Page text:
The Anatomy of a Pemi Loop

Jesse Kropelnicki, founder of QT2 Systems LLC and it’s multiple brands, has always sung the praises of hiking.  He even wrote a blog about it once HERE, where he talks about hiking for a faster Ironman finish specifically.  I submit to you the idea that hiking won’t just improve your Ironman time, but also better prepare you for an ultramarathon (talk about specificity here!), a marathon, an endurance cycling event and even, when all is said and done, life in general.  In other words, if you haven’t already, take a hike!  

Jesse and I did just that, at the end of June.  Our hike of choice, was the Pemigewasset Loop (commonly referred to as the Pemi Loop), which is a 29-31 mile hike in the White Mountains of New Hampshire.  There is no official definition of the loop as there exists some add-ons and side routes, but the basic loop has over 9000 feet of elevation gain and traverses over a number of 4000 foot peaks, the highest of which is Mt. Layfayette at 5,249 feet.  The terrain is gnarly, and either up or down, on rocks and roots and you even climb up (or down, depending on which way you do the loop) a waterfall.  You can traverse the loop in either direction.  We chose the counter clockwise route.

Some data:

I’ve used the data from Jesse’s Garmin Fenix for the mile splits and elevation (and for his heart rate data, of course) and my heart rate data from my Garmin 235.  At the end of the day, my file showed slightly more climbing and about 0.5 miles longer than his.  

The day we did Pemi, it was very humid and warming up to be a high 80/low 90 degree day in New Hampshire.  You can run the first 4 miles or so of Pemi, as it’s on an old railroad bed, wide and relatively flat, so we did.  We ran easily yet still, when we started, my heart rate was high.  Somewhat alarmingly so.  Jesse commented that his was as well.  For reference, my Z1 HR range is 147-157 and Jesse’s is 132-142.  He was at least in Z1, while I was pushing (rather highly) into Z2!  We blamed it on the humidity.  I hoped I wasn’t making a mistake at the start of a 10 hour day.  In the end, Jesse averaged 128 and I averaged 144, both 3-4 beats under the bottom of our Z1 range, so we eventually evened out.  I suppose I should blame my high HR at the start on the strong coffee I drank that morning, while Jesse abstained from caffeine until mid-hike.  It should be noted that we were both able to raise our heart rates significantly (me very much so, as I was working pretty hard, while Jesse was waiting for me!) in the last mile (running a 7:11 to finish!) which speaks to both our durability and to fueling well.  

Speaking of caffeine and nutrition in general, we fueled this effort much like you might fuel an Ironman or an ultra marathon – primarily relying on simple sugars (sports drink, gels, chews) with just a touch of fat and protein (bagel with peanut butter) for added lasting power.  Both Jesse and I started with roughly 80-85 oz of fluid.  There is only once chance to refill – at the Galehead Hut, which for us, was 4 hours into the hike.  At the hut, we each refilled with another 80-85 oz of fluid, however, this would have to last us for the rest of the day (which would ideally be another 6 hours, but could be any number of hours depending on how the day went). Jesse and I have similarly low sweat rates, which was good, because we both ran out of fluid anyway.  Luckily, I made it until about 45 minutes to go before I ran out, which wasn’t incredibly long to wait.  I was VERY thirsty though upon finishing.  Definitely something to consider.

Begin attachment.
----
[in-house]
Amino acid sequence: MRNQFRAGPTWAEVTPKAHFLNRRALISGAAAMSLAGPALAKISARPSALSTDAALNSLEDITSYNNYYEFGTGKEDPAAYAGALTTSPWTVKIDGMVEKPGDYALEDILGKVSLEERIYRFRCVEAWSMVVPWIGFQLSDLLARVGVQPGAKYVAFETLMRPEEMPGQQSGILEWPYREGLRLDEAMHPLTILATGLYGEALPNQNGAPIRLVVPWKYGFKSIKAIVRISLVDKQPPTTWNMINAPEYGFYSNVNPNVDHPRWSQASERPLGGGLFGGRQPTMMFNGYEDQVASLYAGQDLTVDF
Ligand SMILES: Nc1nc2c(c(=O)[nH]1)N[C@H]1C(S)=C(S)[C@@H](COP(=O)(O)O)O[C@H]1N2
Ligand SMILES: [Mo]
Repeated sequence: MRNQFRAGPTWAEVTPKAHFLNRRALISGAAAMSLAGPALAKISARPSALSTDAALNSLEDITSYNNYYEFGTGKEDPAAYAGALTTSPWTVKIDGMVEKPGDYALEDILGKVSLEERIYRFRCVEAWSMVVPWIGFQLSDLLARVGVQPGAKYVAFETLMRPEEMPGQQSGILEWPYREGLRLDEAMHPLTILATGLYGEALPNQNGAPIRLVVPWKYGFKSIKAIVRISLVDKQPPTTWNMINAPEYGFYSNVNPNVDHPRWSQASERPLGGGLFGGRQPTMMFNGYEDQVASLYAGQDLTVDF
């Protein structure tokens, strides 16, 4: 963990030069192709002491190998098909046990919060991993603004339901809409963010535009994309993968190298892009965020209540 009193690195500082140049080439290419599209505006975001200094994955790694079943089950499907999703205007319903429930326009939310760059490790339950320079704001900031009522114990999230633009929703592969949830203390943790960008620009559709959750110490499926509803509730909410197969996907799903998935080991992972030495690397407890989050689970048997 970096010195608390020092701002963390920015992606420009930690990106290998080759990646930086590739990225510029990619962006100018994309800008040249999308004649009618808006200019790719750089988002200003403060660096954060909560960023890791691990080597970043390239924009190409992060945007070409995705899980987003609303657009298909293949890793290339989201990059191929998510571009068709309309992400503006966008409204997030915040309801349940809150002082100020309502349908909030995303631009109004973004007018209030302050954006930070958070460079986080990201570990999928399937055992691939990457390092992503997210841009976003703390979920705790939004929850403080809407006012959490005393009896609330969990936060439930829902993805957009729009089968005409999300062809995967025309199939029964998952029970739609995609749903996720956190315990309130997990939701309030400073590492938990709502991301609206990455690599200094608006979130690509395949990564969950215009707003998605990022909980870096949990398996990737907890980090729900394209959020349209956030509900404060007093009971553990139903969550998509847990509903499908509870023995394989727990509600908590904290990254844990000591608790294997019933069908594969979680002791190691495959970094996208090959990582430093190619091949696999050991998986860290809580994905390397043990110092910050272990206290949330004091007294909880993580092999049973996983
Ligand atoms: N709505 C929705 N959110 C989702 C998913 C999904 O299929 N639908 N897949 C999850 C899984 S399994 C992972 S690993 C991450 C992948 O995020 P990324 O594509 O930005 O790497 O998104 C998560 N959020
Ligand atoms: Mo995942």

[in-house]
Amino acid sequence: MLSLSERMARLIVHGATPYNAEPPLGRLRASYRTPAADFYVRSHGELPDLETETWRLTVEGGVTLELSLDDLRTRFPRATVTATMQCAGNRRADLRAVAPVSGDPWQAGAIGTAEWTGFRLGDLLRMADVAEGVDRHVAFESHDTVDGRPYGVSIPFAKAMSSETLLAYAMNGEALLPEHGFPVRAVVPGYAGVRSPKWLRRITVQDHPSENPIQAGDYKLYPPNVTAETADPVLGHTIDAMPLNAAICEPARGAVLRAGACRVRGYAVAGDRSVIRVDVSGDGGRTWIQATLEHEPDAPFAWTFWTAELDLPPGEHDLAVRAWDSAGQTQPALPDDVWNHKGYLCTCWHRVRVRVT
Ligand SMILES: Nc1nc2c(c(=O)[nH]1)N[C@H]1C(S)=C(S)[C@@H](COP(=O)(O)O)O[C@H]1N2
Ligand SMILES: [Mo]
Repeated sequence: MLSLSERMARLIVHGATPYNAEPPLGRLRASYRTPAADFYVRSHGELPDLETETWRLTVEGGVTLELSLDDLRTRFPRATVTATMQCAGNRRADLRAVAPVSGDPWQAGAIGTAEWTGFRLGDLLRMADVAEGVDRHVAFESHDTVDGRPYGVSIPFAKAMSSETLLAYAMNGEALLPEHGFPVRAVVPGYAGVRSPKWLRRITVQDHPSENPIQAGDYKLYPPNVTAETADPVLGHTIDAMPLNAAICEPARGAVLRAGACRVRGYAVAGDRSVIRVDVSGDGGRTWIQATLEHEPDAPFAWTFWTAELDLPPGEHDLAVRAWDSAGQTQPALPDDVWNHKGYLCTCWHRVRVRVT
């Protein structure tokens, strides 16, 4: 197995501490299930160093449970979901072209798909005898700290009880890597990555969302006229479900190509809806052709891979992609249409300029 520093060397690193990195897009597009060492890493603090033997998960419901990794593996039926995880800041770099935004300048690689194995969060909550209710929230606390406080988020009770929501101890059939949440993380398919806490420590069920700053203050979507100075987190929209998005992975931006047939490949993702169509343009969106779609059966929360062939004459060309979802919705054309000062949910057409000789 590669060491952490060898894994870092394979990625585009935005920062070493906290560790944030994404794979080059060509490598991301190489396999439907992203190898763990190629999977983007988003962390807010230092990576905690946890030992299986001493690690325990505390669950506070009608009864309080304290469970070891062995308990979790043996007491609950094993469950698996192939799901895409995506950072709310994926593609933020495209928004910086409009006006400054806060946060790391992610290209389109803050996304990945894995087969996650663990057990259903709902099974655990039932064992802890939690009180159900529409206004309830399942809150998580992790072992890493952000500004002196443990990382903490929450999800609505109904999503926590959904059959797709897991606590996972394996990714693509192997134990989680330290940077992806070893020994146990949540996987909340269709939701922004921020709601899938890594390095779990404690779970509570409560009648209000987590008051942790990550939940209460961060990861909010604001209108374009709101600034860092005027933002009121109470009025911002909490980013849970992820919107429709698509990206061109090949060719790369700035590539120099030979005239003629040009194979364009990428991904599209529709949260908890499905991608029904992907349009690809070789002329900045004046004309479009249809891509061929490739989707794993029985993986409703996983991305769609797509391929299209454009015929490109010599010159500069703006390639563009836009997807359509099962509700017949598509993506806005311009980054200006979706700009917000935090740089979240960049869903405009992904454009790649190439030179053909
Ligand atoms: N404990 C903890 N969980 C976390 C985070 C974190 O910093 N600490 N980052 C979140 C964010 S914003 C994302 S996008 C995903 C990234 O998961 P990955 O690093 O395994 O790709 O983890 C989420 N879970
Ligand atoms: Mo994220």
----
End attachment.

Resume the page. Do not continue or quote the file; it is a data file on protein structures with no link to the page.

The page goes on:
Speaking of length of day, Jesse’s PR on Pemi is 10:01.  We aimed, for something under 10 hours.  Being a Pemi first timer and relatively new to hiking in general, I wasn’t sure if that was realistic or not.  It should be noted that the fastest known time on Pemi is 6:06.  It should also be noted that on just about every website or book you look in, Pemi is listed as a MULTI-day hike.  We fell somewhere in between, certainly aiming to finish in a somewhat fast time, in a single day, but also not a shockingly fast time like those that go under 7 hours.  

Overall the day went well and we finished in 10:12:57.  Jesse most certainly could have gone under 10 hours, if not under 9 hours, had it not been for my lack of descending skills.  I can climb well, but descending over the rocky terrain and steep sections is definitely something I need to improve upon to go faster.  With time and practice it should improve.  Jesse is already a mountain goat and I have some catching up to do!  All in all a great day with only 3 falls (2 mine, 1 his, only one (mine) that was a bit nasty), lots of laughs and breathtaking views.  

If you are looking for a way to make a long training day fun while adding to your durability and practicing your fueling, consider a hike!  A perfect time to add it would be as you finish your base phase and are starting into a build phase – you have the strength to successfully complete the hike but are far enough away from your A race, to recover well.  If you are in the New England area, I suggest Pemi as your hike of choice!  The beauty of the Whites is second to none!

This post was written by QT2 Level 2 Coach, Beth Peterson.



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